The competition for jobs was tough, but not enough to deter a young man from La Union, Ilocos Sur. Guts and determination, prudence and prayer were to be Amando Alminiana’s guideposts to success in the “Promised Land.”
“Whites Only” signs, back door jobs, anti-miscegenation laws and outright discrimination only taught my father to firmly hold his head high and work even harder. Many of his compatriots, heartsick and lonely, succumbed to the easy gratification of gambling, dime-a-dance halls, flashy zoot suits and easy women. There was never any discrimination in taking hard-earned dollars from unwitting Pinoys, young and old. The Visayans were romantics, Tagalogs spendthrifts, but the Ilocanos were kuripot—tight-fisted, as my father reminded us–to the chagrin of his future wife, Nena Rosario Nieva Cortes, who was from Lucena City in Quezon Province. He managed to hold on to his hard-earned savings.
My father learned the value of an American dollar at the age of 19, when he started on the rocky road to financial success as a dishwasher in a Stockton, California restaurant. He progressed through the kitchen as a line cook and chef and watched every formal dining room detail for the mores and manners of American life. Talking to as many Americans as he could meet, he learned how to become indispensable to the kinds of people who would later hire him as a houseboy in Hollywood.
It was in the land of tinsel and stars that my father set his sights on what he would acquire for himself and his future family, once he had found his fortune. Perhaps he not chose not to think about the only avenues available to a young, high school graduate from La Union. In the 1930s, without a college education, my father’s dreams hung on the ownership of either a dry cleaners, corner grocery store, barber shop, or an “Oriental” restaurant on the lower main streets of the land where “opportunity” abounded.
Fast forward to pre-WWII Watsonville, California. After selling a pool hall in Los Angeles, my father purchased the six-chair Universal Barber Shop on Main Street, complete with a public bathhouse and living quarters for him. He hired a manager for the shop and decamped to Moler’s Barber School in San Francisco to earn a Barber’s Certificate. Once back in Watsonville, he expended his extra energy on the tennis courts of Carmel on Sunday, his one day off, dressed in his whites, flannel or linen, and a natty striped sports coat, ascot on his neck. On his off days, my father was a competitive tennis dandy.
In 1944, recruited to General MacArthur’s Repatriation Forces in Manila, my father was one of thousands of Filipino men on the West Coast who went back to the land of their birth to revitalize their war-torn country. Accompanied by his two best buddies, Pol Nepomuceno and Pete Laconsay, it was in Manila where he met the woman of his dreams, a war widow and her young son--and her two best friends. Their wartime courtships flourished. They all married and life began anew as Amando, Pete and Pol, now bonafide war veterans and U.S. citizens returned to America with their beautiful wives to start the next phase of their incredible immigrant lives.
The Universal Barber Shop was the male social hub of Watsonville. Everyone from the Chief of Police to the Mayor rubbed shoulders with the Filipino migrant workers and the Yugoslavian, Japanese and Portuguese farmers in this bucolic town’s popular barber shop. Diversity in the Universal Barber Shop on lower Main Street was the accepted reality. My father saved his money (gleaned from tips) and invested wisely in real estate and another barbershop in Santa Cruz. He built a new house for his bride and stepson, and when their long hoped for daughter arrived, she was ceremoniously driven home in a brand-new car. His three children went to private schools--from elementary school through college. We were taught the value of education and thrift. Our first gifts were savings accounts, which he dutifully filled as the years flew by.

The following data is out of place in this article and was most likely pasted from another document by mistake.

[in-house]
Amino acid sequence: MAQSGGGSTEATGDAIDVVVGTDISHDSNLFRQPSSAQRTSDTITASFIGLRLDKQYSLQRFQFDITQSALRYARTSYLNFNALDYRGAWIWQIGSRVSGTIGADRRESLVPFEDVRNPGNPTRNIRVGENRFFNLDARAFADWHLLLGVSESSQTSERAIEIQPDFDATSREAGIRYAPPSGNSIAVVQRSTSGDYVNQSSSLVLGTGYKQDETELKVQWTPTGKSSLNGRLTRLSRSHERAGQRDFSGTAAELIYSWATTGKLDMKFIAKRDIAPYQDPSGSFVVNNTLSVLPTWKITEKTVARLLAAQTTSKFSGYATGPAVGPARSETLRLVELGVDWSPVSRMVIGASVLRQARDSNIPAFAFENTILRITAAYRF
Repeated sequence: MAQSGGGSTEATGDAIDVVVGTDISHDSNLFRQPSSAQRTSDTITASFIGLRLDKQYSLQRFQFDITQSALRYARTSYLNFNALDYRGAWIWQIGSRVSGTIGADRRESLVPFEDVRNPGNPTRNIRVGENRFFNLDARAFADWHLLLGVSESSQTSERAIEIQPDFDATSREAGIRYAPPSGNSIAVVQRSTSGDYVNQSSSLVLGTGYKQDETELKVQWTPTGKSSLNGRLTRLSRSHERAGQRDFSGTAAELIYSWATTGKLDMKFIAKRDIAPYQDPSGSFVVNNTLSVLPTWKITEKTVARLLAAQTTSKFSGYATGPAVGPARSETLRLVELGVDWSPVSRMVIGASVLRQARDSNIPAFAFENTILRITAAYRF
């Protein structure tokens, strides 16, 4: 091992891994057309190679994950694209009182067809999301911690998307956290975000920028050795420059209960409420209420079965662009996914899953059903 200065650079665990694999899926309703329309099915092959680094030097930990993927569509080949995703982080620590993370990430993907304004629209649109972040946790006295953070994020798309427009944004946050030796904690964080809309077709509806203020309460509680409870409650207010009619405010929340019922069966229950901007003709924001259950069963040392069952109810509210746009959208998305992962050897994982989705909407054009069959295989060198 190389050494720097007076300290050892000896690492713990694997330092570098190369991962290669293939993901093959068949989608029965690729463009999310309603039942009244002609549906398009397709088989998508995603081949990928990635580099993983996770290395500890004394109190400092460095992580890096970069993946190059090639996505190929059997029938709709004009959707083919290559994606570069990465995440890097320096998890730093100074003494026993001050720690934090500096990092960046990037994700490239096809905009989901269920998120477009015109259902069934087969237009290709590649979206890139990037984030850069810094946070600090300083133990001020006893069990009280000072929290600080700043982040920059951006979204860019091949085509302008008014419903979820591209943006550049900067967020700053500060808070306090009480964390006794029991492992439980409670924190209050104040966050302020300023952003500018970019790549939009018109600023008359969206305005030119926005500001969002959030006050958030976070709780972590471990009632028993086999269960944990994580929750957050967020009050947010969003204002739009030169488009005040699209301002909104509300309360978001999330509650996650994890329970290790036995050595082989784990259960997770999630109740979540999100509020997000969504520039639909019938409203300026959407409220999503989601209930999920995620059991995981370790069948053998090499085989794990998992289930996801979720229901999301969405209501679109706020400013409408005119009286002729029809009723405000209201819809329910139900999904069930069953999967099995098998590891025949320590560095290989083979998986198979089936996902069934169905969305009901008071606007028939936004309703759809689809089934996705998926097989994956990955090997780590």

By American standards, my father worked long hours in the shop and at home. This was the only roadmap he had, but it proved to be a successful journey as his goals and one man’s immigrant dreams came to fruition. Lest you think he ignored his family as he pursued this arduous road, his was the face I awoke to in the morning, as he gently roused my younger brother and me with warm washcloths for our faces before our feet even touched the floor. A hot three-course breakfast awaited us in the kitchen and our lunches were packed with loving care. Before he took us to school, he put a load of laundry in for my mother.
Our weekends were filled with parties, friends and visitors from afar, my father presiding at the stove or barbecue as the head chef. We hit the tennis courts, the beaches, San Francisco constantly, the California Mission Trail, Disneyland, Lake Tahoe and more. Our home was warm, welcoming and lovely, thanks to my father’s diligence (and my parents’ good taste!) and will to pursue the sometimes elusive American dream. In the end, we all lived and loved my father’s dreams.
I am grateful to my late father, Amando Alminiana and to the legacy he left to his family. He believed that you can attain what ever it is you desire, with pluck, hard work, and a faith in God that compels you to never lose sight of your goals.
A loving Happy Father’s Day to you and your memory, Dad.
Eva Alminiana Nieva Monroe has served the community of San Francisco for over 30 years as a Trustee, Chairman and Director for a variety of nonprofits organizations serving SF's disenfranchised children and young adults in the public and private domains of schools, hospitals, public parks and museums. She resides in Forest Hill, San Francisco with her husband Mike, and has two grown sons and a new grandson.